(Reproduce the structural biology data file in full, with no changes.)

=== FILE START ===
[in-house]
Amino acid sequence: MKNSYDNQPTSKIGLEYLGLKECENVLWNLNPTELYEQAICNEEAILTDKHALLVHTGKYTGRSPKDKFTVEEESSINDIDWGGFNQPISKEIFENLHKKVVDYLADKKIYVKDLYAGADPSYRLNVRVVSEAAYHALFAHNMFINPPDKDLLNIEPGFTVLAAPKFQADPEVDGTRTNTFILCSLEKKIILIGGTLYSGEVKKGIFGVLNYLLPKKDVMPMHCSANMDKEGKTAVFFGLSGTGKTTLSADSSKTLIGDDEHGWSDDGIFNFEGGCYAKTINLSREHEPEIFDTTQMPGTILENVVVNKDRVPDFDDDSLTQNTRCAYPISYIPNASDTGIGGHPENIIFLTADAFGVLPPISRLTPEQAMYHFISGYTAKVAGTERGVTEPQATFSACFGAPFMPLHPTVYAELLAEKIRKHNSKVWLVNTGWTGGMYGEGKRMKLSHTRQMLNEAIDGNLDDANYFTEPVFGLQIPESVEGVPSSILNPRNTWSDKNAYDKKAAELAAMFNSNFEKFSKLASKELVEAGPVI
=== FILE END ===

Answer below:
[in-house]
Amino acid sequence: MKNSYDNQPTSKIGLEYLGLKECENVLWNLNPTELYEQAICNEEAILTDKHALLVHTGKYTGRSPKDKFTVEEESSINDIDWGGFNQPISKEIFENLHKKVVDYLADKKIYVKDLYAGADPSYRLNVRVVSEAAYHALFAHNMFINPPDKDLLNIEPGFTVLAAPKFQADPEVDGTRTNTFILCSLEKKIILIGGTLYSGEVKKGIFGVLNYLLPKKDVMPMHCSANMDKEGKTAVFFGLSGTGKTTLSADSSKTLIGDDEHGWSDDGIFNFEGGCYAKTINLSREHEPEIFDTTQMPGTILENVVVNKDRVPDFDDDSLTQNTRCAYPISYIPNASDTGIGGHPENIIFLTADAFGVLPPISRLTPEQAMYHFISGYTAKVAGTERGVTEPQATFSACFGAPFMPLHPTVYAELLAEKIRKHNSKVWLVNTGWTGGMYGEGKRMKLSHTRQMLNEAIDGNLDDANYFTEPVFGLQIPESVEGVPSSILNPRNTWSDKNAYDKKAAELAAMFNSNFEKFSKLASKELVEAGPVI